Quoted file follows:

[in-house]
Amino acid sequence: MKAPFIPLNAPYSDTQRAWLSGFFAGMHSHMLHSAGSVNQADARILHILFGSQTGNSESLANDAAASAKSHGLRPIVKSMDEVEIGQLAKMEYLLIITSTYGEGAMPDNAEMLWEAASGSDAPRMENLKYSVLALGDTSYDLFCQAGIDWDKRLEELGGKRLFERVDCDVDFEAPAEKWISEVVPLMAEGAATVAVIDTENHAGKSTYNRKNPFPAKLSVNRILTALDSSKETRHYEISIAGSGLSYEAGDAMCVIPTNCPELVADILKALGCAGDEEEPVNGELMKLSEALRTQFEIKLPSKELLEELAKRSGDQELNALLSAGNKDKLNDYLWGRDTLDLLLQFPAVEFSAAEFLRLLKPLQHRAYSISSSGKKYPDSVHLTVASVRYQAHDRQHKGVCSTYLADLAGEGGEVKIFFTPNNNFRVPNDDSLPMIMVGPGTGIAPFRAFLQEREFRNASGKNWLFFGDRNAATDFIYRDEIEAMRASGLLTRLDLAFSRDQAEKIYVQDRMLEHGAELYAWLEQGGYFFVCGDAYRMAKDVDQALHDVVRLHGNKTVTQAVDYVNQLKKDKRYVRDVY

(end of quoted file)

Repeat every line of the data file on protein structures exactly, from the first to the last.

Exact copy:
[in-house]
Amino acid sequence: MKAPFIPLNAPYSDTQRAWLSGFFAGMHSHMLHSAGSVNQADARILHILFGSQTGNSESLANDAAASAKSHGLRPIVKSMDEVEIGQLAKMEYLLIITSTYGEGAMPDNAEMLWEAASGSDAPRMENLKYSVLALGDTSYDLFCQAGIDWDKRLEELGGKRLFERVDCDVDFEAPAEKWISEVVPLMAEGAATVAVIDTENHAGKSTYNRKNPFPAKLSVNRILTALDSSKETRHYEISIAGSGLSYEAGDAMCVIPTNCPELVADILKALGCAGDEEEPVNGELMKLSEALRTQFEIKLPSKELLEELAKRSGDQELNALLSAGNKDKLNDYLWGRDTLDLLLQFPAVEFSAAEFLRLLKPLQHRAYSISSSGKKYPDSVHLTVASVRYQAHDRQHKGVCSTYLADLAGEGGEVKIFFTPNNNFRVPNDDSLPMIMVGPGTGIAPFRAFLQEREFRNASGKNWLFFGDRNAATDFIYRDEIEAMRASGLLTRLDLAFSRDQAEKIYVQDRMLEHGAELYAWLEQGGYFFVCGDAYRMAKDVDQALHDVVRLHGNKTVTQAVDYVNQLKKDKRYVRDVY